A. Sutherland - AncientPages.com - Pharaoh Snefru (Sneferu) was the founder of the 4th dynasty during the Old Kingdom.
Snefru is considered the greatest builder in Egyptian history, who reigned from around 2613 BC to 2589 BC, according to Manetho, an Egyptian priest, living in the third century BC.
Some suggest the pyramid not to have collapsed until the New Kingdom, but there are a number of facts contradicting this theory. The Meidum Pyramid seems never to have been completed.
He built at least three pyramids that survive to this day and is also contributed with several innovations regarding design and construction of pyramids in ancient Egypt.
Snefru was born and grew up in the royal palace in Memphis, not far from modern city of Cairo. His father was King Huni, who was the last pharaoh of the Third Dynasty and his mother was a royal princess, Meresankh. It is believed she was Huni's sister.
Pharaohs were often wed to their sisters and it was nothing unusual in this ancient Egyptian tradition.
Snefru was the father of Khufu (2589-2566 BC), the 4th Dynasty Pharaoh who ruled during the first half of the Old Kingdom period. Khufu is widely accepted as the ruler who commissioned the Great
Pyramid of Giza, one of the Seven Wonders of the World.
These pyramids are the Red Pyramid, the Bent Pyramid, and the third one, Meidum Pyramid (also known as the ‘Collapsed' Pyramid. Inside the Bent Pyramid, an inscription with Snefru's name and a stela discovered by archaeologists alongside the neighboring, subsidiary pyramid shows Snofru himself.)
Despite the fact that a last ruler of the Dynasty III, pharaoh Huni and father of Snefru, erected the Meidum Pyramid, the structure was definitely completed by Snefru, most probably after his father’s death.
A Middle Kingdom papyrus recorded:
"The Majesty of King Huni died, and the Majesty of King Snofru was raised up as a benevolent King in this entire land."
The Meidum Pyramid can be found approximately 62 miles (100 km) south of modern Cairo 30 miles (48 km) south of Memphis.
It was 93m high and built with a 114m long square base. Its entrance, built about 30m above ground level, in the pyramid’s northern face, leads to a corridor descending for 54 meters. In its final form the structure stood about 311ft (95m) high.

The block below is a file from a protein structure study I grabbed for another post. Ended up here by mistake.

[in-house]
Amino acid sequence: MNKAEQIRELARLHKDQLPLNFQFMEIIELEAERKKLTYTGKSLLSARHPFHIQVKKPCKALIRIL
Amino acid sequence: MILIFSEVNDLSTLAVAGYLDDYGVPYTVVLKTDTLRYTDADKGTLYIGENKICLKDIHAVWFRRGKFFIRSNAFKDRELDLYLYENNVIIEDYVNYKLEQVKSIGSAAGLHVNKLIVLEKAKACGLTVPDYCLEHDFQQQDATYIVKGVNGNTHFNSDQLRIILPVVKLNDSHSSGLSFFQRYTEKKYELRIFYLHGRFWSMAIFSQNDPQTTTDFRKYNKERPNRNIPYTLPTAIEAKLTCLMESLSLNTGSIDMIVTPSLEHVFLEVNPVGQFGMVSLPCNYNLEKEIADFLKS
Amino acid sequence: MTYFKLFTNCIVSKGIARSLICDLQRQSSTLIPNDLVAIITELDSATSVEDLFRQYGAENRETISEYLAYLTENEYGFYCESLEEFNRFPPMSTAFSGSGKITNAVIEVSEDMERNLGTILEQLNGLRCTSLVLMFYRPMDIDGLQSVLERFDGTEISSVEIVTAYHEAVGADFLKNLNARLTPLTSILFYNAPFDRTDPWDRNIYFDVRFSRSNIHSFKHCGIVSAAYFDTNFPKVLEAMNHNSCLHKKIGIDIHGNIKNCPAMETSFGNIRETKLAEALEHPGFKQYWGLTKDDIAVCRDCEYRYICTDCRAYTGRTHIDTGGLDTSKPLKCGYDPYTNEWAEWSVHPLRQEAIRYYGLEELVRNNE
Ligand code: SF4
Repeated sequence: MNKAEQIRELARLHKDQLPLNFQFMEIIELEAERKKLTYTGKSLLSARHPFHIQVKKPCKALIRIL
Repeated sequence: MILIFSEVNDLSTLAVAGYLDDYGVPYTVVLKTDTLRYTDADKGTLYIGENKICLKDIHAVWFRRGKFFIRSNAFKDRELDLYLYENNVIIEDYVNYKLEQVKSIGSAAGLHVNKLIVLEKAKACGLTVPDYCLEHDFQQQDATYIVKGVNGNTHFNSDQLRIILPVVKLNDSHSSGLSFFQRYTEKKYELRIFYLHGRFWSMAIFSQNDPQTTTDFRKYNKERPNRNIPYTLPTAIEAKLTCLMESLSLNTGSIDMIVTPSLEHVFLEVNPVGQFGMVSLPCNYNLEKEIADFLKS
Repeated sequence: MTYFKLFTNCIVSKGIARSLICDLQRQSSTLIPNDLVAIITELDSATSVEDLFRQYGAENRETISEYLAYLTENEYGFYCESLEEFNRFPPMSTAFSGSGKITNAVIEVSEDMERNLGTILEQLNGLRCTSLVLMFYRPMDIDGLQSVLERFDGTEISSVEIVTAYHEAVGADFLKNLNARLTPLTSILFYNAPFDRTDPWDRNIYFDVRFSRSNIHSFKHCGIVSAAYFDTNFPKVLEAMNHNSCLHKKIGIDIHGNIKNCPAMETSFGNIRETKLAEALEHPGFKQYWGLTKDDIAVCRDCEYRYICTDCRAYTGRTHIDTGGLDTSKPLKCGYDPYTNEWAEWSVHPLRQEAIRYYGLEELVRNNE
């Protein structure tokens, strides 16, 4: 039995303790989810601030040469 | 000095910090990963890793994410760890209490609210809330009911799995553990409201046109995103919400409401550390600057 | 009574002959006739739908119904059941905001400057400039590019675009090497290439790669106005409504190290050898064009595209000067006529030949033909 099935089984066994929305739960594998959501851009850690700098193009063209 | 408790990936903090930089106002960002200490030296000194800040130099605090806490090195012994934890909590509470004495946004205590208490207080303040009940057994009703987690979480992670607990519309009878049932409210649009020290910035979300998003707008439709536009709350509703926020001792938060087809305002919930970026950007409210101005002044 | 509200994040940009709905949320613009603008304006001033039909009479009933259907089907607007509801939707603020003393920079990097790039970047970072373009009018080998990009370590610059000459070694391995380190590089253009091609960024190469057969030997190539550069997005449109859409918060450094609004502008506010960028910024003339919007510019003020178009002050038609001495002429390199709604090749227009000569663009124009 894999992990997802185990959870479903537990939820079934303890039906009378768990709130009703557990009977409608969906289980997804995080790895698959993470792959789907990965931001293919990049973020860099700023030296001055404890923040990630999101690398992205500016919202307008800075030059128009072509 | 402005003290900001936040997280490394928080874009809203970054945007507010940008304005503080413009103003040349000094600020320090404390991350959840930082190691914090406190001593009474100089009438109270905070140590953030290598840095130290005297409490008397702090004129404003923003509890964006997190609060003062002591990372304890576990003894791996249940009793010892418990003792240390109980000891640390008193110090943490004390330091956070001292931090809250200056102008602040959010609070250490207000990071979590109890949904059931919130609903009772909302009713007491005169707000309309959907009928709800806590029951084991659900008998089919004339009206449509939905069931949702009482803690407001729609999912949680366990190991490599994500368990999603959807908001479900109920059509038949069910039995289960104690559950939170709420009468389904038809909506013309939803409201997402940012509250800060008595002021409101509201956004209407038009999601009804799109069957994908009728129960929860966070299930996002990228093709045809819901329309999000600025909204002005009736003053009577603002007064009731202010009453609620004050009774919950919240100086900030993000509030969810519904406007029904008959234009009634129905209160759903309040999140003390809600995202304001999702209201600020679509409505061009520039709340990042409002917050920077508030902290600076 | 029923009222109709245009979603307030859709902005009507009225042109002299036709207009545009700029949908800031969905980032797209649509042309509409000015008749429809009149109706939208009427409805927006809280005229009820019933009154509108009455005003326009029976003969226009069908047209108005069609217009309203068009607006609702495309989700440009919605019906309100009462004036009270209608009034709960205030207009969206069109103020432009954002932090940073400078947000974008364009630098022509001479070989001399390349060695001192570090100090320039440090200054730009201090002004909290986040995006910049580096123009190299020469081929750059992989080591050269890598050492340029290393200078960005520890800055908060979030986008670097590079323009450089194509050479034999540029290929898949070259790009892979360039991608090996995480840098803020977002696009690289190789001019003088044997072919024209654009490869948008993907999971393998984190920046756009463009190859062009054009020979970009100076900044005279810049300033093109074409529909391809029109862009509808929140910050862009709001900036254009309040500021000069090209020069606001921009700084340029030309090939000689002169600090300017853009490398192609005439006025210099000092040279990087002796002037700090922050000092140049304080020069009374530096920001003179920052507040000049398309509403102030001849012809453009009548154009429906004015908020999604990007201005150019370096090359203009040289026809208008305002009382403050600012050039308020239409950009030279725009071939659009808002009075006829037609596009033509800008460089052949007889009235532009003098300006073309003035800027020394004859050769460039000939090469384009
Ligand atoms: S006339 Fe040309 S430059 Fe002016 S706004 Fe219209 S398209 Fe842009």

The structure seems to have been planned to be a stepped pyramid, and its central square had to form both the nucleus and peak of the pyramid. Around it the builders added a succession of six layers around it, of which each was sloping at an angle of 75 degrees towards the structure's core. All layers were covered with white limestone, however, the last layer, therefore, rested not on solid rock but rather on three layers of limestone blocks and sand.
Left: Snefru, 1st King of Egypt's 4th Dynasty; Right: Stela depicting 4th Dynasty King Snofru. IMage via bbc.co.uk
The pyramid became unstable. Its heavy outer layers were completely ruined in antiquity. It is not exactly known when in antiquity this collapse happened. It is believed that the structure at least partially collapsed by the time of the New Kingdom, around 1550 BC.
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What is important is, this pyramid-like structure seems never to have been completed.
For example, the mortuary temple, located under the rubble at the base of the pyramid, in fact, never was finished. Archaeologists have discovered that the temple’s two steles without inscriptions and the burial chamber inside the pyramid itself, has never been completed. Also wooden supports – usually removed after construction - have been found still in place.
Today, the Meidum 'Collapsed' Pyramid hardly resembles a pyramid.
Written by – A. Sutherland - AncientPages.com Senior Staff Writer
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S. Najovits, Egypt, Trunmk of The Tree